Submitted by bill on Sat, 01/11/2020 - 02:02

Quarter Panel Repair - Chapter 1

You can see rows of what look like rivets or spot welds on the hardtops of FJ40s and above the rear wheels on the quarter panels. These are factory spot welds that no doubt begin to corrode the day they are first welded. A factory thing, it's anyone's guess what type of primer was applied to protect these hidden enclosed weld areas. Lower, on the tub, my 78 had “dimples” above the rear wheels on both sides in the tub to rear wheel cover join seams. Usually when some type of repair (see green photos) has been done you can see no spot welds as they've been covered up with body work. Mine had big dimples on both sides, corrosion happening at the seam join and a sign of cancer inside.  In this case it looks like larger rubbing tires at some point caused the panel to flex at the seam accelerating the corrosion. 

bad quarter

 

green bad

This green 1977 lived in Vermont and I would visit it whenever I was back East. The owner said the PO had used it only as a snow plow in the winter. It looked, when I first saw it, original and perfect, to my inexperienced eye. A few years later the rust was coming out of the Bondo and it was falling apart everywhere.

green good

 

April 1, 2009

Well, in the process of cutting out my rear sill and beginning to try and teach myself to weld, I'm also beginning to try a "patch" process to repair these wheel cover seams.

Cutting out the corrosion, removing what rust I can on the wheel cover seam and treating with Metal Ready (POR 15 stuff). Then a bit of weld primer (in the areas I don't need to weld). I plan to later hit the new seams with POR 15 and then seam sealer (top/bottom) before painting.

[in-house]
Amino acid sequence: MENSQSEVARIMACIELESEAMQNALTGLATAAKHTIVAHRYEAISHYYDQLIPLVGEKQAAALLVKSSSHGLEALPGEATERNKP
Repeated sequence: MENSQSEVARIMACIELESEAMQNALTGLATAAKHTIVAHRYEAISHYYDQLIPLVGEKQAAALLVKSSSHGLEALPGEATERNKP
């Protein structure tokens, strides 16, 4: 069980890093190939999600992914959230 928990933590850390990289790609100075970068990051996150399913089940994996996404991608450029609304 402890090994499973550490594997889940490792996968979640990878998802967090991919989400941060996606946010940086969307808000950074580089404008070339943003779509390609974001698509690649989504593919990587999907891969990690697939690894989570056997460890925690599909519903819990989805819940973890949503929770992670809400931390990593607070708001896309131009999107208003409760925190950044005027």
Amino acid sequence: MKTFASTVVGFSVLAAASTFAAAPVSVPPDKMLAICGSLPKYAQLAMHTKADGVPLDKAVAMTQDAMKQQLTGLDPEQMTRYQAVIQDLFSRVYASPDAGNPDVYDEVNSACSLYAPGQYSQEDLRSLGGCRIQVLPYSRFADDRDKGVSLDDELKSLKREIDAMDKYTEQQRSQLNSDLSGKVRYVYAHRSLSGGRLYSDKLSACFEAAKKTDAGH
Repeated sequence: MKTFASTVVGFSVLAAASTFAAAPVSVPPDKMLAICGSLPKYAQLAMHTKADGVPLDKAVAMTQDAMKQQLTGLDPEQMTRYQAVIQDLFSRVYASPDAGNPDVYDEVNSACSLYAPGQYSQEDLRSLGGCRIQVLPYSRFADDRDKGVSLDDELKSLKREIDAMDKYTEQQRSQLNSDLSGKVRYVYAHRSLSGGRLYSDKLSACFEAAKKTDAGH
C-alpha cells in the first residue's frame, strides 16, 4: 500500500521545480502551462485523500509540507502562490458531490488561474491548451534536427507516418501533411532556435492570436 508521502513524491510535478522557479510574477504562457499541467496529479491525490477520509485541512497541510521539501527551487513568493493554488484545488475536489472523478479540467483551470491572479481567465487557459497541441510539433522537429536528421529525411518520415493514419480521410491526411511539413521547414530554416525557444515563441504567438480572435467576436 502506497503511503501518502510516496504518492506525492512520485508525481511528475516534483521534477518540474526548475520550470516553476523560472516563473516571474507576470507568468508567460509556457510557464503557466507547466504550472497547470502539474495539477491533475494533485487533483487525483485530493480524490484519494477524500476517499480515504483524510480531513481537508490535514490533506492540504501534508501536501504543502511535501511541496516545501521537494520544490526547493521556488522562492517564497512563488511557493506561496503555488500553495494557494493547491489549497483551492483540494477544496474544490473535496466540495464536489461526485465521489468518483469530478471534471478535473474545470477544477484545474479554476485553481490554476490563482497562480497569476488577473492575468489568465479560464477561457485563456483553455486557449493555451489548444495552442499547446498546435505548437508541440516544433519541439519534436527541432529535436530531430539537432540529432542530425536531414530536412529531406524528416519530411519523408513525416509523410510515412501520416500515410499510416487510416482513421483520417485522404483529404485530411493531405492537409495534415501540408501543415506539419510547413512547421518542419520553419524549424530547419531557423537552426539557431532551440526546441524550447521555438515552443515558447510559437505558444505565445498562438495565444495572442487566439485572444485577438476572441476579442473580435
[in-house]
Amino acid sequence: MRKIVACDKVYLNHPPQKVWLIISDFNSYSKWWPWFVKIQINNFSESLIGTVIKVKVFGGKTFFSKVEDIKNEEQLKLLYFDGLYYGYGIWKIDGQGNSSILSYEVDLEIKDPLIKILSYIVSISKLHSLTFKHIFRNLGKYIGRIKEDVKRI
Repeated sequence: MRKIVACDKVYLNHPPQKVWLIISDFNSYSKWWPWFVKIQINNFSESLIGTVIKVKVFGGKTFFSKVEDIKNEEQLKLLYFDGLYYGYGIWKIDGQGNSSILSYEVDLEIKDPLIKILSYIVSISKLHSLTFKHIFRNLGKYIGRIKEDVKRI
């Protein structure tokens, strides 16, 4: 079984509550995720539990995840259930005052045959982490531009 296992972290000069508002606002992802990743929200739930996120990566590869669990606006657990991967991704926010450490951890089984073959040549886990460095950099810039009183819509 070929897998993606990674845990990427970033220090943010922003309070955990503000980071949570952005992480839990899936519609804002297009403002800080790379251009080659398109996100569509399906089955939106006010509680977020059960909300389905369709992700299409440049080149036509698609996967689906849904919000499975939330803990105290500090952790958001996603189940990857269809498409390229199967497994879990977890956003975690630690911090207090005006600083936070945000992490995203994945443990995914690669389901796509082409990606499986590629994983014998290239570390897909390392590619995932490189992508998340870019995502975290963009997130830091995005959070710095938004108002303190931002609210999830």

Using 4 patches (18 ga) per quarter seam. More work but I didn't like the idea of cutting out a large part of the quarter and having everything move around. 

Everything at the tacked together stage - I may try to stitch weld from the inside. Time will tell. Worst case I'll scrap the quarters if things don't come together. Of course the grinding will take forever ...

 

patch 1

 

patch 2

 

patch 3a

 

Corrosion on the rear curve seemed the worst ...

patch 4a

 

patch 4b

 

Passenger side tacked up...

pass front

 

pass rear

 

Driver's side quarter radius area was toast. I kicked around a few ideas. Thought about a wood hammer-form but didn't think my woodworking skills were up to the task - and building the form would have been a lot of work.

No shrinker/stretcher/brake stuff in my garage. Ended up bending a piece of 18 GA to the radius, using a hammer and wood blocks to "brake" the 90 degree lip folds and then welding in the original lip around the curve/radius area. Looks like it might work at this point.

One can buy these patch panels aftermarket but again - who knows what you get, and you still need to do the mounting holes, etc.

 

Radius quarter

 

curve 1

 

curve 2

 

curve 3

 

September 02, 2010

Lots of grinding and been trying to use hammer/dolly to get the metal patched areas ready for final prep work. Hard to tell from these images but I've been pretty pleased with the results. The MIG welds do seem somewhat "workable" after the fact. Still got some tapping around to do.

 

hammer dolly

 

hammer dolly 1


 

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